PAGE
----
PERSONAL stories unearthed from a First World War camp have given a fascinating insight into life there.
Training for War, the Heritage Lottery funded project exploring Shoreham Camp, has uncovered a wealth of the information about recruits, colonials and convalescents.
The year-long project is being organised by Worthing Museum, with the help of Worthing College, adult volunteers and a range of local partners.
In August 1914, Field Marshall Kitchener put out the call for volunteer recruits to join a new British army. Shoreham Camp began primarily as one of the training grounds for these new soldiers.
Thanks to their great-nephew, Henry Finch, we know that two of the new recruits were Arthur and Edmund (Ned) Goodchild.
The brothers grew up in Grundisburgh, Suffolk, and joined the 9th Suffolk regiment, who were sent to Shoreham Army Camp to train.
Ned, 21, and Arthur, 17, wrote numerous letters home to their mother from the camp and later from the front line. With stories of the local entertainments, the training and their thoughts and feelings about being young recruits, we have gained great insights into life in the early years in Shoreham camp.
The brothers were first put up in bell tents in the Buckingham Park and Slonk Hill area. Arthur wrote that his experience in the tents showed him ‘what rough life is, I shan’t know how to feel when I sleep in a bed again and have my meals off a table, after sleeping on the floor and having . . . my knees or the floor for a table’. This information is quoted on http://goodchilds.org and provided courtesy of Henry Finch.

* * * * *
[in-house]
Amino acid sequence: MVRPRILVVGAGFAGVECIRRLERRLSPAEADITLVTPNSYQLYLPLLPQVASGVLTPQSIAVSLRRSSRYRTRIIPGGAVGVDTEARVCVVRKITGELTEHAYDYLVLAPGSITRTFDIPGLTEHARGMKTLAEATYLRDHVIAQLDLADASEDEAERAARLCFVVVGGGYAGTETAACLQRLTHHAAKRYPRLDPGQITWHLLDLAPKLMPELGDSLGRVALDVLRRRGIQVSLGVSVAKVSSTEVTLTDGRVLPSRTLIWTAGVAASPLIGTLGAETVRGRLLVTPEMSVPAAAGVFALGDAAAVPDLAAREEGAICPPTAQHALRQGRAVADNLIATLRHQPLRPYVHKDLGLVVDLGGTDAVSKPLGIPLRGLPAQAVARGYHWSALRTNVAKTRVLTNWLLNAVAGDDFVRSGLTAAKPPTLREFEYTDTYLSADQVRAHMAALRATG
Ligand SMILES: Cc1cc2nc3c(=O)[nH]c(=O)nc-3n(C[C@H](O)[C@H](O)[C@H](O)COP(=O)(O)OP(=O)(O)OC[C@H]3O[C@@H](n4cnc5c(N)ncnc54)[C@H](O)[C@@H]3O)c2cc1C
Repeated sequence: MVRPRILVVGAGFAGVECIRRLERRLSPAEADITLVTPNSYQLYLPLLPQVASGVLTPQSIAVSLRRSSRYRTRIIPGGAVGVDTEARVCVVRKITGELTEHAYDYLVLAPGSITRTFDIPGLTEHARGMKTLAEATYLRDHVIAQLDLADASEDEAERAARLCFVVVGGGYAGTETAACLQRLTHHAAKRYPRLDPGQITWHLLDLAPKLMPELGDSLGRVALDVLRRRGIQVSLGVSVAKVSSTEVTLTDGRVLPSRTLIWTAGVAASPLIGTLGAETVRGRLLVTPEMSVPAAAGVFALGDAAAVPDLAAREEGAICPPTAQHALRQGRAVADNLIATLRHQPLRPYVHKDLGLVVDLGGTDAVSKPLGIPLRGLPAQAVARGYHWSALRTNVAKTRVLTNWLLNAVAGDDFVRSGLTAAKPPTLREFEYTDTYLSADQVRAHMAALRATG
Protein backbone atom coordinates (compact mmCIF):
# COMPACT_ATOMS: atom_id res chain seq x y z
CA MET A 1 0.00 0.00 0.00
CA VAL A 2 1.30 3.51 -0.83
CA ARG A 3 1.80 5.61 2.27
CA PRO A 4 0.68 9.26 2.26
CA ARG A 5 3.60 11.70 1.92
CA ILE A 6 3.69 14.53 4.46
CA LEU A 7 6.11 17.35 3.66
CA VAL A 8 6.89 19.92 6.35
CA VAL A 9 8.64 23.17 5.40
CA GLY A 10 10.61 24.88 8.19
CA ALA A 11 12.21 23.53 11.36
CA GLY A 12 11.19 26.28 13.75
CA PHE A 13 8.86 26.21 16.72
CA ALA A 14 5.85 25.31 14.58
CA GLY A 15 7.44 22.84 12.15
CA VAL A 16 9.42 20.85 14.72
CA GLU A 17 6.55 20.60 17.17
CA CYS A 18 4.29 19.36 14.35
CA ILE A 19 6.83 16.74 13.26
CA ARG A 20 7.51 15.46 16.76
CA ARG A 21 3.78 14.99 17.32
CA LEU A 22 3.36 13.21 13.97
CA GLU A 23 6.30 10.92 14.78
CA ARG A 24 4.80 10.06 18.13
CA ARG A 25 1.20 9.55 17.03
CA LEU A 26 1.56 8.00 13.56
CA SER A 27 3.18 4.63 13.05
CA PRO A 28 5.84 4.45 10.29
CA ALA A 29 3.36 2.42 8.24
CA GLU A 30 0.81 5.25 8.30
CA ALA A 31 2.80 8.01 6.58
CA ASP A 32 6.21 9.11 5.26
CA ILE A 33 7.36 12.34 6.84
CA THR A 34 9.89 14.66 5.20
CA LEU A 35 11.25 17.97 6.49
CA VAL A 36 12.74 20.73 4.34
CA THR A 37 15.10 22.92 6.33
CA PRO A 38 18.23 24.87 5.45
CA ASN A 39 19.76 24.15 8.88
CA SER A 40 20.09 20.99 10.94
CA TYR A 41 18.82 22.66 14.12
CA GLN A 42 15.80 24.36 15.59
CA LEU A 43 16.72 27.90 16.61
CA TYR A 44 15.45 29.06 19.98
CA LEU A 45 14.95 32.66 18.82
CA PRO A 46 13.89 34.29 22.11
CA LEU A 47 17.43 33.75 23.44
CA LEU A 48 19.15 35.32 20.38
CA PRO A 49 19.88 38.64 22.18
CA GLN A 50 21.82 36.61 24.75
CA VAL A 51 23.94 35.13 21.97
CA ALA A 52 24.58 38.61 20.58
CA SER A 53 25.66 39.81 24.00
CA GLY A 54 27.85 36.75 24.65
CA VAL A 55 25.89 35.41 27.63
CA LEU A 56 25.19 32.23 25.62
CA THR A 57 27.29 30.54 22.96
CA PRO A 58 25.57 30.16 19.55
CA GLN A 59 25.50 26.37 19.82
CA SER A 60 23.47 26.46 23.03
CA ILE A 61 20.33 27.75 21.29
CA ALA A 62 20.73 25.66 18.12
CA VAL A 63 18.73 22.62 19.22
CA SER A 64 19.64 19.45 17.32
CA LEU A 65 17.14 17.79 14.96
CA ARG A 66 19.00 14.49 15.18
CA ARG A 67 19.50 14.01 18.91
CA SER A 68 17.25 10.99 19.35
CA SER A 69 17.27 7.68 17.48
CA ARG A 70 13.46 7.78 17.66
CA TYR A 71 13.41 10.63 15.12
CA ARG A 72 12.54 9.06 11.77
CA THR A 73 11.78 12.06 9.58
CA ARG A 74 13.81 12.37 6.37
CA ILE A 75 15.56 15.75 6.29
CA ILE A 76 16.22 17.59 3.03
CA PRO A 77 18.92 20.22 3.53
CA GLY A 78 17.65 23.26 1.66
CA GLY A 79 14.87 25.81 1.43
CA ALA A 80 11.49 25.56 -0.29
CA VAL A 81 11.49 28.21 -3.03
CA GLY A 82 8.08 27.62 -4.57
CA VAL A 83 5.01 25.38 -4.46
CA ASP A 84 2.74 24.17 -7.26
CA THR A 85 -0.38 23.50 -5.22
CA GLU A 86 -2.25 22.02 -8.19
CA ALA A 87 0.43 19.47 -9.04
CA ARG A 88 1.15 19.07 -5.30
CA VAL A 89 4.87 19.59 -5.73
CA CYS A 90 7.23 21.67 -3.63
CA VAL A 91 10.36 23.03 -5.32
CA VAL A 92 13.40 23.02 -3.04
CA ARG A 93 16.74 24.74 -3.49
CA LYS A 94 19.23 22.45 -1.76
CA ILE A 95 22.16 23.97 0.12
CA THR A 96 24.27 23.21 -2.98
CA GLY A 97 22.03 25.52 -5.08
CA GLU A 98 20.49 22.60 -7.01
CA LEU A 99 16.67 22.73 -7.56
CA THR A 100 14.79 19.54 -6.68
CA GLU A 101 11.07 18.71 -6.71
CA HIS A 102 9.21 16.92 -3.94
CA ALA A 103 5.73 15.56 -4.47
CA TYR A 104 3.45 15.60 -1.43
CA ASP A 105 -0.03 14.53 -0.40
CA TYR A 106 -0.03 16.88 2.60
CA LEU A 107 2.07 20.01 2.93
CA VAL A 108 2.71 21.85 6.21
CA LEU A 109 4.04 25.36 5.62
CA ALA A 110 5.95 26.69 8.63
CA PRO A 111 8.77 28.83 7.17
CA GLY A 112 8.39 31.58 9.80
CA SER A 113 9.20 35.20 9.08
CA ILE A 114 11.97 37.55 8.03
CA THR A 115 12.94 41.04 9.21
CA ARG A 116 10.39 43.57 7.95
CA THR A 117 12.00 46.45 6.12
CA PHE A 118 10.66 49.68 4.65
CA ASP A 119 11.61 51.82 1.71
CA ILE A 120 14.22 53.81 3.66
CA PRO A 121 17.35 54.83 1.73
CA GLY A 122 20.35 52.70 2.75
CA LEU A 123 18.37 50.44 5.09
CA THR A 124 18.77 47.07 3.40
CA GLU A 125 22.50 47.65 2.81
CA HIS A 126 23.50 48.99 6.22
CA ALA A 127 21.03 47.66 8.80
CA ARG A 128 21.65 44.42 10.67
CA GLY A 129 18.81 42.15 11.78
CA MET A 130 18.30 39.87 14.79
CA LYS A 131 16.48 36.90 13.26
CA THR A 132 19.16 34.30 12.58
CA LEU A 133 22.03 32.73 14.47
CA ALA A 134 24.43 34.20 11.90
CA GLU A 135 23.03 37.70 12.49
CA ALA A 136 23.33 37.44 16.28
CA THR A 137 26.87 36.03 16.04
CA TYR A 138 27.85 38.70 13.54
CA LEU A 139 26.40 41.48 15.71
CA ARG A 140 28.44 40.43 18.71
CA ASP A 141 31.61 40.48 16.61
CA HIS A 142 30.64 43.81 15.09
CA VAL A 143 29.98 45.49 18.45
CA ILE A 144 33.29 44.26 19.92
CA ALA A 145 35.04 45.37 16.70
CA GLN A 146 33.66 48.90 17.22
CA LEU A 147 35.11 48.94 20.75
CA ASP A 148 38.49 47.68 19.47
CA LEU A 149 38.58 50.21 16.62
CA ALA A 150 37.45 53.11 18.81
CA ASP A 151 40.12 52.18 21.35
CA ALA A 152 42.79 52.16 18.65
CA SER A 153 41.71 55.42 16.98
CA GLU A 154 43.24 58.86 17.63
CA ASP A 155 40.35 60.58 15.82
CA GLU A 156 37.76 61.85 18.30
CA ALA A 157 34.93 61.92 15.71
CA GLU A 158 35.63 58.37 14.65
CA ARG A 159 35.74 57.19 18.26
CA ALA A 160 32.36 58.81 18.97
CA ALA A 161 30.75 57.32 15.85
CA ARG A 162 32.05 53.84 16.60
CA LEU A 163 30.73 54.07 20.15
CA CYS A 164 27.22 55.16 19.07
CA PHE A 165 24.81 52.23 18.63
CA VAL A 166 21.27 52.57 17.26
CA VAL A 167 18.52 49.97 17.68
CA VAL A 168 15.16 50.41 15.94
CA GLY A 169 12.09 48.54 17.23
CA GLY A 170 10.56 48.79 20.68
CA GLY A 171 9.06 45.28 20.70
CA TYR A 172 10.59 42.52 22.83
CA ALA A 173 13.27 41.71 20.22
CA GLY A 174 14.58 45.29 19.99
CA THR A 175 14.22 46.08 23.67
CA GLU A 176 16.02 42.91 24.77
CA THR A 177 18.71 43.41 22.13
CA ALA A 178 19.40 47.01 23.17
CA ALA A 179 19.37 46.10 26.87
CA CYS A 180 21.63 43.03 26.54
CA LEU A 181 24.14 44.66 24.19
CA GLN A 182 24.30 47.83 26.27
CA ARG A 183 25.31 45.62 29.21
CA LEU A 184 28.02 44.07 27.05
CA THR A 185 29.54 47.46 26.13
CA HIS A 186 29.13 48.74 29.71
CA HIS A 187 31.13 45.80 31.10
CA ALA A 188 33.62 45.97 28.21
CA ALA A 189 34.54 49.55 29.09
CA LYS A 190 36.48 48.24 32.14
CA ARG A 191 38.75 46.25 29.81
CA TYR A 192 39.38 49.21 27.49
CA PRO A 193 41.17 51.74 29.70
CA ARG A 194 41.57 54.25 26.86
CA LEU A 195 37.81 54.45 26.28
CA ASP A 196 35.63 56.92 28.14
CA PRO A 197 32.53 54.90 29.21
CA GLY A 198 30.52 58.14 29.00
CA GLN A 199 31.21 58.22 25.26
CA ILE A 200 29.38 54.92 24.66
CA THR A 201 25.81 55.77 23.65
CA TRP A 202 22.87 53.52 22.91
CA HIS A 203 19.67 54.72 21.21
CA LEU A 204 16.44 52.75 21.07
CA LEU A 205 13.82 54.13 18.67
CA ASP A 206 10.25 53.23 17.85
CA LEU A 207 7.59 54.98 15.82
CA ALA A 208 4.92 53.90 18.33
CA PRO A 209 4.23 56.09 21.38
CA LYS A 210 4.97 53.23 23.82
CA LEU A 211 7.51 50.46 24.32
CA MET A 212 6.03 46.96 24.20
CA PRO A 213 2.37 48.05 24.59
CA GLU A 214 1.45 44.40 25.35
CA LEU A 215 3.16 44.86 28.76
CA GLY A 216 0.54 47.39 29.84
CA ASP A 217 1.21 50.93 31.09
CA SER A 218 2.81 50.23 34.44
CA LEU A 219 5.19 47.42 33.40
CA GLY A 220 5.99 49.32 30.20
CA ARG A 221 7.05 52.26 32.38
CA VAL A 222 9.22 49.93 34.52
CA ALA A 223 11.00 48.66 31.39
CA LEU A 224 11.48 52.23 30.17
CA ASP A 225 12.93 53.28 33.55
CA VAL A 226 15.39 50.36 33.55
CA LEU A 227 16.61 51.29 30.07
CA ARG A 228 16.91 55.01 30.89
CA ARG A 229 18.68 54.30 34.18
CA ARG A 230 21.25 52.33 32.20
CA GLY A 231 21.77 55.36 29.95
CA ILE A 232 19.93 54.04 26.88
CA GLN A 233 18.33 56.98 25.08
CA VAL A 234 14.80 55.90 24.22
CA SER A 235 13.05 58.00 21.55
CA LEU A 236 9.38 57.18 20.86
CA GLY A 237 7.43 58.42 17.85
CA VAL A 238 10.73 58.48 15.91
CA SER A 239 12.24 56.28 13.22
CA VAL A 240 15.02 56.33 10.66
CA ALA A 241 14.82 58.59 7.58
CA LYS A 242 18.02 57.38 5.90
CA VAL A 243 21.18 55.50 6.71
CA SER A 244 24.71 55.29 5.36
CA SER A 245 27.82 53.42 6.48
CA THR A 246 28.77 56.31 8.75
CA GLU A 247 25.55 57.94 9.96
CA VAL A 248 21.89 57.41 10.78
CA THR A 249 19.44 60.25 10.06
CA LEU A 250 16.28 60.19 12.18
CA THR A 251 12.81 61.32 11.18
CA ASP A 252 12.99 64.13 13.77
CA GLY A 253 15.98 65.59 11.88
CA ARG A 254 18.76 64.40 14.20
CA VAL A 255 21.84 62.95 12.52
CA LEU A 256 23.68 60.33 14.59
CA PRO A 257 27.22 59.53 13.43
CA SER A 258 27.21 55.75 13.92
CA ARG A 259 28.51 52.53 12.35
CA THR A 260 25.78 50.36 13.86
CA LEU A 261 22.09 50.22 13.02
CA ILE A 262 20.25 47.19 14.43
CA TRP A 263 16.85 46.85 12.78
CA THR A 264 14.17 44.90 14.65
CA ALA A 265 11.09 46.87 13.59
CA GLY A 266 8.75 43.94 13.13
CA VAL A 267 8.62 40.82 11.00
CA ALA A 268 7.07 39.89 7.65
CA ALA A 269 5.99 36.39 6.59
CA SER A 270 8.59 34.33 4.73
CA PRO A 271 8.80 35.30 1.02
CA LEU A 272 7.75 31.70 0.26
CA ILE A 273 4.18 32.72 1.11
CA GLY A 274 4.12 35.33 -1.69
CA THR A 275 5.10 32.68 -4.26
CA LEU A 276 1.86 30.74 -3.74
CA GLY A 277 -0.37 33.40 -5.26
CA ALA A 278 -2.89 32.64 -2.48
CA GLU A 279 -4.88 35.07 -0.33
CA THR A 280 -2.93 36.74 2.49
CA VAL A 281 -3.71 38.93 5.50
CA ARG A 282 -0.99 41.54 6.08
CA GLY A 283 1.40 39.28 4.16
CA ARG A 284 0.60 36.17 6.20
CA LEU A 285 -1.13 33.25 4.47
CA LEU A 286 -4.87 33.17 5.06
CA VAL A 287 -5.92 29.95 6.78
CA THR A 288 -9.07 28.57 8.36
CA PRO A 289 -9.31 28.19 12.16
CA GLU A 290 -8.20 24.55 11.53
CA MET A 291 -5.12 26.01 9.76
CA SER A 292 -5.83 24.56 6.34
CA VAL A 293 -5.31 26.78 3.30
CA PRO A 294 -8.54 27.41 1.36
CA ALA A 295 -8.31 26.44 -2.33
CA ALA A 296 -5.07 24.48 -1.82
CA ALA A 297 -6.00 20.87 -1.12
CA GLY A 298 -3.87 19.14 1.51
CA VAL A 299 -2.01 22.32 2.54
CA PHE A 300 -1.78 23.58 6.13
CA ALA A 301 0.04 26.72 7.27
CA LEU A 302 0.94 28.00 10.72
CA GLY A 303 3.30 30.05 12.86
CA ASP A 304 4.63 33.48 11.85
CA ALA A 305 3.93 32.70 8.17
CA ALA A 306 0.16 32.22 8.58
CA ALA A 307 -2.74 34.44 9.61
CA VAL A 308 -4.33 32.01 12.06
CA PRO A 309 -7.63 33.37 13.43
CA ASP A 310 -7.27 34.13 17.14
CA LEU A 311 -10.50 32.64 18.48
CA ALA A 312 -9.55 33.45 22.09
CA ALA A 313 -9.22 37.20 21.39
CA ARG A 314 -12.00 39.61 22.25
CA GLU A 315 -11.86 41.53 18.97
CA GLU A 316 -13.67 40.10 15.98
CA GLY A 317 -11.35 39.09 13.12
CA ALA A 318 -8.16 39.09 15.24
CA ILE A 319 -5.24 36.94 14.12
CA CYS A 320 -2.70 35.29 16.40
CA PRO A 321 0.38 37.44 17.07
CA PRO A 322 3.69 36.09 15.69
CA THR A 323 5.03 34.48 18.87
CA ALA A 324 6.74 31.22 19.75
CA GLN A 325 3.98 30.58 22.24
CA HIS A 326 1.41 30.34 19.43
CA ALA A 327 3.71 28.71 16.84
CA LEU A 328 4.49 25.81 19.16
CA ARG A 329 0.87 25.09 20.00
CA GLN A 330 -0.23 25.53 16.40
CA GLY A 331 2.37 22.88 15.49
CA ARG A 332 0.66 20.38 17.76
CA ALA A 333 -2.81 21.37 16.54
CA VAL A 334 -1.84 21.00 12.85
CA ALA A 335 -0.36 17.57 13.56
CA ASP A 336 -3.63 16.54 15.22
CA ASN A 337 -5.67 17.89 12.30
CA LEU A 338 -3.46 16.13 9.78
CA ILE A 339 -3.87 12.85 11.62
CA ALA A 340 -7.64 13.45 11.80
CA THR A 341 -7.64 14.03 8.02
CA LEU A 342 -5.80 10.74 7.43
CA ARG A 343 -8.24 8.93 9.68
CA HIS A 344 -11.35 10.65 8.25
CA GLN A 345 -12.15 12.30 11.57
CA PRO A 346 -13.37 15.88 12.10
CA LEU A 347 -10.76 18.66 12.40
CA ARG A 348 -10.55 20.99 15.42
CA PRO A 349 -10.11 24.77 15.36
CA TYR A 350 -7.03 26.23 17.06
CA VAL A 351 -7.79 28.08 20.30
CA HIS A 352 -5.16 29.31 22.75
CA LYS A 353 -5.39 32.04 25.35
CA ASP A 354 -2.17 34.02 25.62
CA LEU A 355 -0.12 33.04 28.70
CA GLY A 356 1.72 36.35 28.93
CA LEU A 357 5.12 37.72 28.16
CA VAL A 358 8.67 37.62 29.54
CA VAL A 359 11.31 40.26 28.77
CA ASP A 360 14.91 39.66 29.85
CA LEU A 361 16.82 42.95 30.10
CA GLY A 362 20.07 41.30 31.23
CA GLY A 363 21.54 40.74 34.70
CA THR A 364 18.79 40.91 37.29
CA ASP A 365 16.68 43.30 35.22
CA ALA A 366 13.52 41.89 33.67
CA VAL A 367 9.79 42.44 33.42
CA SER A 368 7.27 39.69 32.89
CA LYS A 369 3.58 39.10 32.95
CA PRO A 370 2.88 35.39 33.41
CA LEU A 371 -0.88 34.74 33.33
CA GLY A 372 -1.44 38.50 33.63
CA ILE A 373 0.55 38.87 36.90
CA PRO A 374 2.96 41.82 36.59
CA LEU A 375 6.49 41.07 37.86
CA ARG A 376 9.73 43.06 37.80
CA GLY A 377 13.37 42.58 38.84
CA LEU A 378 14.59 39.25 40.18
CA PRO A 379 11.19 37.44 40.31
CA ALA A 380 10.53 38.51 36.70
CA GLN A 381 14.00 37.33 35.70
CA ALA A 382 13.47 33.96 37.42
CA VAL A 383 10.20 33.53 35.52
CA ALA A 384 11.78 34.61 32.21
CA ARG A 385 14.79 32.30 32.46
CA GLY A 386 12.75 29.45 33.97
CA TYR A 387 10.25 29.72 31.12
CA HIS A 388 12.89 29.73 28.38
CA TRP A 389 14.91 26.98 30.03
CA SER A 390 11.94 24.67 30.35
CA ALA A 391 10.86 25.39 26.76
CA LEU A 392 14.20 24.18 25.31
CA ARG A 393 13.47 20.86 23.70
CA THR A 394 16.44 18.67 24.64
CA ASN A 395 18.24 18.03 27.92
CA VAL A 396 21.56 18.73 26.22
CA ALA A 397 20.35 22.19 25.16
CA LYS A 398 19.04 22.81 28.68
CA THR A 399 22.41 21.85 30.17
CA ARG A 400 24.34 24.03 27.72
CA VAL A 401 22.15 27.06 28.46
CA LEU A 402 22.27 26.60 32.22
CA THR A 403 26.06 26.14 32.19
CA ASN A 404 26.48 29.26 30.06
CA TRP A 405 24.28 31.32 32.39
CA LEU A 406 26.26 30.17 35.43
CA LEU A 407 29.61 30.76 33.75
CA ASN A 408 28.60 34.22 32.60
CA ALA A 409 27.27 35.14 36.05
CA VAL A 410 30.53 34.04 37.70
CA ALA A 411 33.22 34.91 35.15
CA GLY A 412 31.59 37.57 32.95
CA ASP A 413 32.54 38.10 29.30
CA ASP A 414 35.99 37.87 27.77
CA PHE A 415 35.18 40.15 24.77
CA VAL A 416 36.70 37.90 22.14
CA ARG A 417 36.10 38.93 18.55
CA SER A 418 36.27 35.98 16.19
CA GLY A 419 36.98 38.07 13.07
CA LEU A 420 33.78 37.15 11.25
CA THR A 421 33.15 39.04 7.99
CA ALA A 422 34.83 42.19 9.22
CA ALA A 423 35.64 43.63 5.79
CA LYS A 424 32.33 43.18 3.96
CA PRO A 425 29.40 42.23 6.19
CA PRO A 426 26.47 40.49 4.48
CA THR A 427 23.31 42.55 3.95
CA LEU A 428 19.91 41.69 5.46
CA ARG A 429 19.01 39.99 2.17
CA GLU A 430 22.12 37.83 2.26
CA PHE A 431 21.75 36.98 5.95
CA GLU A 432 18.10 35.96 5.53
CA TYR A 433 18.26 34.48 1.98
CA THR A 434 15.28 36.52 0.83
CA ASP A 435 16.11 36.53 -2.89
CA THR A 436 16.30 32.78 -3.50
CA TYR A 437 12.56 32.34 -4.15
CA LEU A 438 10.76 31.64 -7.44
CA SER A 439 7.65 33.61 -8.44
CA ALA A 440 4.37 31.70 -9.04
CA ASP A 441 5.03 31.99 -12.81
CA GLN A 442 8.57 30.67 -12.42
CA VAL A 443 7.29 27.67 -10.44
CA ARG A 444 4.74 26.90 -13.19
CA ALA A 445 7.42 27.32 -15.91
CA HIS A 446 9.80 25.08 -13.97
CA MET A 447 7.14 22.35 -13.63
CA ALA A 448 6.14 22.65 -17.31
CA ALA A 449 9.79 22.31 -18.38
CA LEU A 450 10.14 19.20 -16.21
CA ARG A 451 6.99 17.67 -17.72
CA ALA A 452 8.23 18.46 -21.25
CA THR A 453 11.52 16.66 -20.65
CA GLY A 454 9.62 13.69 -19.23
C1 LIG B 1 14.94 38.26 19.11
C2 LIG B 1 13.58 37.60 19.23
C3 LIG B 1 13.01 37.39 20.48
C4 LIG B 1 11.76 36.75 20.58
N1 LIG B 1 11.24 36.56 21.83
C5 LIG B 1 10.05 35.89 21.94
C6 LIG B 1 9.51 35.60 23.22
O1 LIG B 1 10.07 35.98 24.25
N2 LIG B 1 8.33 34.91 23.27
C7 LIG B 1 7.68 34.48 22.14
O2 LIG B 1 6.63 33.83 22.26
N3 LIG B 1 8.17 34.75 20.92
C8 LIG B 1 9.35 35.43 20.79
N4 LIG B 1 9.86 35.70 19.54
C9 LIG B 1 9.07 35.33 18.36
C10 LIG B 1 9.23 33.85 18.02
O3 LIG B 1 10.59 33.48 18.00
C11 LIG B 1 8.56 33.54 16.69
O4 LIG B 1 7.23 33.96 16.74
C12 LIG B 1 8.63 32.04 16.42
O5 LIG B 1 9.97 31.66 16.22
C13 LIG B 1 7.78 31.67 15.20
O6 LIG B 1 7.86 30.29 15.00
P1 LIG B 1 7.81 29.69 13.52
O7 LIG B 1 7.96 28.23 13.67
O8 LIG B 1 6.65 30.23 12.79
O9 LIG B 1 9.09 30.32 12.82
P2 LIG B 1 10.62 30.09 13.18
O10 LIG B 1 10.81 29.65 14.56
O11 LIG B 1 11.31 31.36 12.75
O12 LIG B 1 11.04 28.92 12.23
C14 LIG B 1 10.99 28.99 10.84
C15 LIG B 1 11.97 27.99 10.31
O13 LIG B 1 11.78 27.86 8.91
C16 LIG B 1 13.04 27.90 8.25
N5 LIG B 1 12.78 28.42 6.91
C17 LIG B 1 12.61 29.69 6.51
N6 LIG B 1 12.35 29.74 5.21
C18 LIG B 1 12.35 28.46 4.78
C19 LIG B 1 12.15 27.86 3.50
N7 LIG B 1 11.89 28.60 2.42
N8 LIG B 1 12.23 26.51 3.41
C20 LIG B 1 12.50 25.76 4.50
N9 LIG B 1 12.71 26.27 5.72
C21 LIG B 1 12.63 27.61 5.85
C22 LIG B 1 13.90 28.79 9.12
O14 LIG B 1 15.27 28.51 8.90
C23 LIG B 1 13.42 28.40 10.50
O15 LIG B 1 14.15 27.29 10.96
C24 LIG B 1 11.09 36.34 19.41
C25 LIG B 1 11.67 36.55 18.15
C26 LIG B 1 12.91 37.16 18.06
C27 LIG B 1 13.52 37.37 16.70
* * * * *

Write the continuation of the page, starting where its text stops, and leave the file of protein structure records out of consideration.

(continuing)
Due to bad weather, the brothers were billeted in the local towns over winter until they were returned to the camp to stay in newly-built huts in the spring.
Another recruit, Gilbert Frankau, described just how bad the weather got in his book, Peter Jackson, Cigar Merchant: “Tents lay in writhing coils; from under them, men crawled, mud-soaked and cursing; the stockbroker, in gum-boots and pyjamas, a British Warm coat to complete the costume, alternately damned their eyes and adjured them to ‘buck up’.”
Gilbert had joined the army as a young commissioned officer and while at Shoreham, transferred to the Royal Field Artillery (RFA).
His book is a semi-fictional account of his experiences in Shoreham Camp and offers an RFA officer’s perspective of camp life.
For example, the RFA was stationed in a specific area of the camp, known as Happy Valley, where the horses would be trained.
His daily duties included administrative tasks and conducting inspections, he had a batman to pull his bath in the morning and he could ride his horse to the Officer’s Mess of an evening.
The brothers and Gilbert were all sent to the front line in late 1915. Arthur and Gilbert made it home, Ned sadly did not return.
As the war progressed, Shoreham camp went on to train conscripted men and provide recovery and training for men who had been treated for injury before they returned to the front line. It also housed colonial troops, including thousands of Canadians from 1916 on and later South Africans.
More stories from these men and others from the camp will feature in the exhibition of all the findings, which will go on display at Worthing Museum, in Chapel Road, Worthing, for four weeks from April 25.
People can keep up-to-date with their efforts at www.shorehamww1camp.org